Special to The Washington Post.
Paul Salopek is an adventurer and a dreamer.
And he’s an old-fashioned trekker — setting out on foot to circle the world. No Ford Mustang for him.
Salopek is also a modern-day explorer. In addition to a few clothes, a small first-aid kit and notebooks, he is carrying an audio recorder, a camcorder, a small computer and a satellite phone — a telephone that connects to a satellite and can be used in many places where cellphones don’t work. (A few fellow trekkers help carry supplies and keep him company.)
The journey is long: 21,000 miles! That’s more than seven times the distance between New York and San Francisco.
It will take seven years to complete his journey.
Salopek was born in California and spent his childhood in Mexico. He says he has always liked to travel and doesn’t like to rush. At age 14, he climbed Mount Whitney in California and crossed the state’s Sierra Nevada mountains by himself. At 15, he walked the length of Death Valley. He once rode a mule 2,000 miles through mountains in Mexico.
A longtime journalist, Salopek has reported from Africa, Asia and Mexico. Now 51 years old, he plans to keep writing. As he travels around the world, he is writing stories about the people he meets and the way they live. He looks for how people find local solutions to big problems such as food shortages and lack of water. He also records the sounds he hears and takes photos of the sky and the Earth’s surface.
The long walk started in January in the Rift Valley in Ethiopia in East Africa. Many consider East Africa to be home to the first humans, who lived 160,000 years ago. It is here that the oldest fossils (traces of living things) of human ancestors have been found. The people who lived in the valley were called the Afar. As hunter-gatherers, they obtained all of their food by catching wild animals and gathering edible plants.
Though genetic testing has shown that many humans are descended from the Afars, scientists still debate the precise origins of the people who left Africa between 100,000 and 60,000 years ago to populate the world. Many of them left Ethiopia and crossed over to the Arabian Peninsula when the water in the Red Sea was so low that a chain of islands was formed to connect the two pieces of land.
Salopek is retracing the paths our ancestors took as they left Africa and settled in parts of the Middle East, Europe, Asia and the Americas. As Salopek walks, he is learning more about himself — and all of humankind.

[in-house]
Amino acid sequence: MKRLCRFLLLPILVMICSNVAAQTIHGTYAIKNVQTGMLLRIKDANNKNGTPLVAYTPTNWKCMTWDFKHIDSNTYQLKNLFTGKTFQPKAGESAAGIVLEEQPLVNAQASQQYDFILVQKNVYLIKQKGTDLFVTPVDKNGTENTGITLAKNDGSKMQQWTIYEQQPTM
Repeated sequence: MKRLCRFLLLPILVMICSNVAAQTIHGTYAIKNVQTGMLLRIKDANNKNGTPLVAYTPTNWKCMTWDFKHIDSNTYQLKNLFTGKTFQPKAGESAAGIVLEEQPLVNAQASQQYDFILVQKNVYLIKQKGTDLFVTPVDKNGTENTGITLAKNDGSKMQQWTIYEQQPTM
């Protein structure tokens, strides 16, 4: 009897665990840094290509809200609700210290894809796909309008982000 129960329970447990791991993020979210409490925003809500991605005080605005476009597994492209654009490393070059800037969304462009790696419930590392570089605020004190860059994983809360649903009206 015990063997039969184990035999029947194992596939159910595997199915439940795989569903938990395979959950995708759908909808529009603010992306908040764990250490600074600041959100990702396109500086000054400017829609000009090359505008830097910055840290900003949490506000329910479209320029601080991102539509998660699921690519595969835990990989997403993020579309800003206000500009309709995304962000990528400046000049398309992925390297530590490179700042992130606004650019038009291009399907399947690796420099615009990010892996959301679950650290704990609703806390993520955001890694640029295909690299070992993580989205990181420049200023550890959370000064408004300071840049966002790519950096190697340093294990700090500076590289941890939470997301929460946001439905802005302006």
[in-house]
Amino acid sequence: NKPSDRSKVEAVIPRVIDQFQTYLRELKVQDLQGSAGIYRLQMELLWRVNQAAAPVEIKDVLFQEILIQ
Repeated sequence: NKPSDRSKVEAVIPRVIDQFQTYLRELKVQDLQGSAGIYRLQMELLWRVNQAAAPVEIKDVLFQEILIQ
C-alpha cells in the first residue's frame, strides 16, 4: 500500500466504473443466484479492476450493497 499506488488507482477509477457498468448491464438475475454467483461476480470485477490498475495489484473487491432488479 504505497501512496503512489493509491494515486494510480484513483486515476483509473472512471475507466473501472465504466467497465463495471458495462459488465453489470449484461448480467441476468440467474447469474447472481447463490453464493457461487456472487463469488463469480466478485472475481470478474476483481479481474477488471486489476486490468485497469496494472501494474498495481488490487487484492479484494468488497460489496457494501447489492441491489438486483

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Inspiration for the walk
Herodotus: This ancient Greek historian was born in 484 B.C. and traveled to Persia (modern-day Iran), Babylon (a city in what is now Iraq), Egypt and Europe. As he wrote the history of his people, he remained open-minded and recorded different points of view.
Ibn Battuta: At age 25, he left his homeland of Morocco in 1325 on a hajj (a pilgrimage) to Mecca, the holy city of the Islam religion. He did not return for 24 years! During that time, he explored the Middle East, India, China and Europe
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Where will Paul Salopek go, and what will he find?
The Middle East: He will visit temples, churches and mosques in the land where three of the world’s major religions — Judaism, Christianity and Islam — took root.
The Shanidar Cave in Iraq: The skeletons of Neanderthal men who lived 60,000 to 80,000 years ago were discovered here.
The Silk Road: He will follow Marco Polo’s route, which linked parts of Europe to China.
The Bering Strait: This body of water separates Russia and Alaska. Scholars think that humans first migrated from Asia to North America along a “land bridge” that was created here as glaciers formed and water levels dropped.
Tierra del Fuego: This archipelago, or group of islands, near the southernmost point of South America will be Salopek’s final destination. The Yaghan people settled here 10,000 years ago; today, only one person speaks their language.
Salopek will also explore fun and unexpected places. Follow his journey at www.outofedenwalk.com to learn more.
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Sawyer is a contributing editor at the Pulitzer Center on Crisis Reporting, which is supporting the walk’s educational mission. Salopek is a National Geographic fellow.
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